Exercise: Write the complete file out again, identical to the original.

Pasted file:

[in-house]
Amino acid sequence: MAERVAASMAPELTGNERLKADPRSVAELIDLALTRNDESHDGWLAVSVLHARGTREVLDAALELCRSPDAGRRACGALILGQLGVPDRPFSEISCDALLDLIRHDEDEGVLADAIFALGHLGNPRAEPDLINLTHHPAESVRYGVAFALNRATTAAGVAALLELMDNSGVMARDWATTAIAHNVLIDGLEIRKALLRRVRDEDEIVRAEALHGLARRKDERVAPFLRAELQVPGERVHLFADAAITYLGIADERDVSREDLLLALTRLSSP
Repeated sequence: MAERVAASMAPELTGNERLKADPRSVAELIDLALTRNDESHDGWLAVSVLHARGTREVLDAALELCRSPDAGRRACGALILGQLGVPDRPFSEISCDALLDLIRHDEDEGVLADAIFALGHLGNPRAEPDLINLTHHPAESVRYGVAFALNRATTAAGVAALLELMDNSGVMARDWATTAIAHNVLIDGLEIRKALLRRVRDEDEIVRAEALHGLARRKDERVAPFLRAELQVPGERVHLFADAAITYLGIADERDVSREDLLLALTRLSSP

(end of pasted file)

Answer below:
[in-house]
Amino acid sequence: MAERVAASMAPELTGNERLKADPRSVAELIDLALTRNDESHDGWLAVSVLHARGTREVLDAALELCRSPDAGRRACGALILGQLGVPDRPFSEISCDALLDLIRHDEDEGVLADAIFALGHLGNPRAEPDLINLTHHPAESVRYGVAFALNRATTAAGVAALLELMDNSGVMARDWATTAIAHNVLIDGLEIRKALLRRVRDEDEIVRAEALHGLARRKDERVAPFLRAELQVPGERVHLFADAAITYLGIADERDVSREDLLLALTRLSSP
Repeated sequence: MAERVAASMAPELTGNERLKADPRSVAELIDLALTRNDESHDGWLAVSVLHARGTREVLDAALELCRSPDAGRRACGALILGQLGVPDRPFSEISCDALLDLIRHDEDEGVLADAIFALGHLGNPRAEPDLINLTHHPAESVRYGVAFALNRATTAAGVAALLELMDNSGVMARDWATTAIAHNVLIDGLEIRKALLRRVRDEDEIVRAEALHGLARRKDERVAPFLRAELQVPGERVHLFADAAITYLGIADERDVSREDLLLALTRLSSP